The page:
Greek government now facing municipal rebellion over new bank decree

When the Greek government chose two weeks ago to institute a decree calling for all non-working cash to be transferred immediately to the central bank, local municipalities protested and prepared for a confrontation.  That rebellion has now come about as on April 27, the Central Union of Municipalities and Communities of Greece (“KEDE”) announced they were unilaterally rejecting the legislature’s decree and refusing to perform any transfer of funds that are rightfully controlled by local authorities and municipalities without ironclad protections in writing under the power of law.

Earlier today, while the European markets were caught in the latest myopic buying frenzy resulting from the hope that an imminent termination of Yanis Varoufakis may mean a Greek debt deal is imminent, the Central Union of Municipalities and Communities of Greece (“KEDE”)held a meeting in which it said that while it “declares it support for the national negotiating effort“, it would not transfer any funds to the Bank of Greece.

As Bloomberg confirms, the union said “they won’t transfer cash reserves to Bank of Greece until PM’s promises to them are passed into law, according to statement today on Athens-based body’s website. Govt must also make clear how the Bank of Greece will manage these funds.” – Zerohedge

Greece for all intents and purposes is insolvent and bankrupt, and is now escalating capital controls to seize any and all funds it can to keep the lights on.  In addition to this decree, the Greek government has instituted new bank deposit confiscations on anyone it deems to be delinquent in their tax obligations, and are also asking Russia for a forward payment of $5 billion for pipeline use on Greek soil that will not occur for another few years.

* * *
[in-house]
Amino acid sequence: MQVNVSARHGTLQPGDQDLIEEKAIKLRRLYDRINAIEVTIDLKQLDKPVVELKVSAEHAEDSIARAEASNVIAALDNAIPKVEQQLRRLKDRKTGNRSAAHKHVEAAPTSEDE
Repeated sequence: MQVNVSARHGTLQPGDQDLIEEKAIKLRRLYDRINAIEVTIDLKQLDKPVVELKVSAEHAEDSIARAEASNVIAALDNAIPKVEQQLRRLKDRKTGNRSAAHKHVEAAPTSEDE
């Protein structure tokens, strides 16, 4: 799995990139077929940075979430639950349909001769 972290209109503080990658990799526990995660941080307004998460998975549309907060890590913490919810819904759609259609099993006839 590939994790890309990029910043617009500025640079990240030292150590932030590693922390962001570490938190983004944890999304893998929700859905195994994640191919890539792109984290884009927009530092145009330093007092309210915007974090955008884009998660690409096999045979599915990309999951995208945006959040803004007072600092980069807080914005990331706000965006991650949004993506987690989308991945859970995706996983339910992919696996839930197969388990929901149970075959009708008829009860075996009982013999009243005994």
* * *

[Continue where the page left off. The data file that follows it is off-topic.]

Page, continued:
When the newest government took over in late 2014, they won on a promise to the people that they would immediately put an end to austerity, corruption, and even go as far as remove themselves from the Euro and European Union.  However, since the Greek debt issue has manifested itself over the past three months, the ruling Syriza party has accomplished little more than make threats to the Troika, gone back and forth between leaving the EU and giving into EU demands, and now they are turning on the people and local governments to fund their empty treasury.

It is unlikely that a good solution can be found for Greece, or that the people will not have to go through another few years of economic hardship no matter the outcome.  But as we have seen in the nation of Iceland, who chose to default on their bad debt and jail the bankers who indebted them, a clean start with a 1-2 year recession mixed in to dissolve the toxic debt is the only sure way Greece will survive their tribulation, and have any hope to start anew in or out of the Eurozone.

Kenneth Schortgen Jr is a writer for,, and To the Death Media, and hosts the popular web blog, The Daily Economist. Ken can also be heard Wednesday afternoons giving an weekly economic report on the Angel Clark radio show.